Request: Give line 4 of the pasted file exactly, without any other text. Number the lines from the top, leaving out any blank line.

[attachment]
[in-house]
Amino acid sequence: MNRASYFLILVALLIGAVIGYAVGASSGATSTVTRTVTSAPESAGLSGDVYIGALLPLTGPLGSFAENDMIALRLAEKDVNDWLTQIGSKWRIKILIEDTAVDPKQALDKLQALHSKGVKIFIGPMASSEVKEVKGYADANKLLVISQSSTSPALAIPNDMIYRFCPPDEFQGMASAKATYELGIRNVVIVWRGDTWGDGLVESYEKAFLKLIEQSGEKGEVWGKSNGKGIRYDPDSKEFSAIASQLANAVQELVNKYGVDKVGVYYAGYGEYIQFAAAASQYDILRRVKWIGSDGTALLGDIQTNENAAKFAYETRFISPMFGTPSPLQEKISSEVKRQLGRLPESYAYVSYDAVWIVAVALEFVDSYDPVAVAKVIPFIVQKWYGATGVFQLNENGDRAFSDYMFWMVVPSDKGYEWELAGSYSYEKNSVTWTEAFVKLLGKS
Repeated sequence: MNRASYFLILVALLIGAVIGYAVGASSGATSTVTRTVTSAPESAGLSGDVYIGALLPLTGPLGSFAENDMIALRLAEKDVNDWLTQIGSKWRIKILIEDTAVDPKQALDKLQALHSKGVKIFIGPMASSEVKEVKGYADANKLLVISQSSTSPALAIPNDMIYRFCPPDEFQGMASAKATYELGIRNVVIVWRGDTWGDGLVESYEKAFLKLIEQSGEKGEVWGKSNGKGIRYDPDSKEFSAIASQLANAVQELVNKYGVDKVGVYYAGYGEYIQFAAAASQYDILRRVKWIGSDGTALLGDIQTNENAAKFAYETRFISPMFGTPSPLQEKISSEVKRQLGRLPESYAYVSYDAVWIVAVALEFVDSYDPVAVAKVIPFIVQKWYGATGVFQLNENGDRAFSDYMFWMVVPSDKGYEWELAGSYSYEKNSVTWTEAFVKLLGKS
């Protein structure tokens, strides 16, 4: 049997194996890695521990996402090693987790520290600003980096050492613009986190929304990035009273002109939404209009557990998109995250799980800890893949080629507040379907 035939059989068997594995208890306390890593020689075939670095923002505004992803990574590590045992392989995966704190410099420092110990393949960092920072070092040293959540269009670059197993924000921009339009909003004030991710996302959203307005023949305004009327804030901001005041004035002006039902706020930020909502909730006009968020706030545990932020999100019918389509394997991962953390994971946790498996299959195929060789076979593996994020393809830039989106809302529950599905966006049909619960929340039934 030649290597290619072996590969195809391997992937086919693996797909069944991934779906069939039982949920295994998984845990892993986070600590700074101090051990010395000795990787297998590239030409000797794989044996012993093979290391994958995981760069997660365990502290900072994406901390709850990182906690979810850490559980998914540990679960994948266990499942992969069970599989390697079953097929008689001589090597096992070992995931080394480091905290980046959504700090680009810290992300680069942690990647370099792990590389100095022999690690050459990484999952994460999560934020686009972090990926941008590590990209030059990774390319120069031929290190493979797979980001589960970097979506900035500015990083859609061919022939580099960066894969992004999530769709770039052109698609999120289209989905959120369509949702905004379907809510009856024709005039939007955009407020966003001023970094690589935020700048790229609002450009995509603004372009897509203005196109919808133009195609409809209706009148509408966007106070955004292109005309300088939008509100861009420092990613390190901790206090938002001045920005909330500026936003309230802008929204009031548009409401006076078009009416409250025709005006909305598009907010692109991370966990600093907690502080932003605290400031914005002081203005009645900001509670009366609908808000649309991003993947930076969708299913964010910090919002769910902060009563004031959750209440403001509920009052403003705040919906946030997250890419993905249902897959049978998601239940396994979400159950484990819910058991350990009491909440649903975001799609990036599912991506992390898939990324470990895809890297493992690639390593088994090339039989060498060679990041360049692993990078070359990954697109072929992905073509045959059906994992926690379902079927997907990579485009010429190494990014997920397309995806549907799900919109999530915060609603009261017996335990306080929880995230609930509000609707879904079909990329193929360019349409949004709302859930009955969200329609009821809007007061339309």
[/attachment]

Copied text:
């Protein structure tokens, strides 16, 4: 049997194996890695521990996402090693987790520290600003980096050492613009986190929304990035009273002109939404209009557990998109995250799980800890893949080629507040379907 035939059989068997594995208890306390890593020689075939670095923002505004992803990574590590045992392989995966704190410099420092110990393949960092920072070092040293959540269009670059197993924000921009339009909003004030991710996302959203307005023949305004009327804030901001005041004035002006039902706020930020909502909730006009968020706030545990932020999100019918389509394997991962953390994971946790498996299959195929060789076979593996994020393809830039989106809302529950599905966006049909619960929340039934 030649290597290619072996590969195809391997992937086919693996797909069944991934779906069939039982949920295994998984845990892993986070600590700074101090051990010395000795990787297998590239030409000797794989044996012993093979290391994958995981760069997660365990502290900072994406901390709850990182906690979810850490559980998914540990679960994948266990499942992969069970599989390697079953097929008689001589090597096992070992995931080394480091905290980046959504700090680009810290992300680069942690990647370099792990590389100095022999690690050459990484999952994460999560934020686009972090990926941008590590990209030059990774390319120069031929290190493979797979980001589960970097979506900035500015990083859609061919022939580099960066894969992004999530769709770039052109698609999120289209989905959120369509949702905004379907809510009856024709005039939007955009407020966003001023970094690589935020700048790229609002450009995509603004372009897509203005196109919808133009195609409809209706009148509408966007106070955004292109005309300088939008509100861009420092990613390190901790206090938002001045920005909330500026936003309230802008929204009031548009409401006076078009009416409250025709005006909305598009907010692109991370966990600093907690502080932003605290400031914005002081203005009645900001509670009366609908808000649309991003993947930076969708299913964010910090919002769910902060009563004031959750209440403001509920009052403003705040919906946030997250890419993905249902897959049978998601239940396994979400159950484990819910058991350990009491909440649903975001799609990036599912991506992390898939990324470990895809890297493992690639390593088994090339039989060498060679990041360049692993990078070359990954697109072929992905073509045959059906994992926690379902079927997907990579485009010429190494990014997920397309995806549907799900919109999530915060609603009261017996335990306080929880995230609930509000609707879904079909990329193929360019349409949004709302859930009955969200329609009821809007007061339309």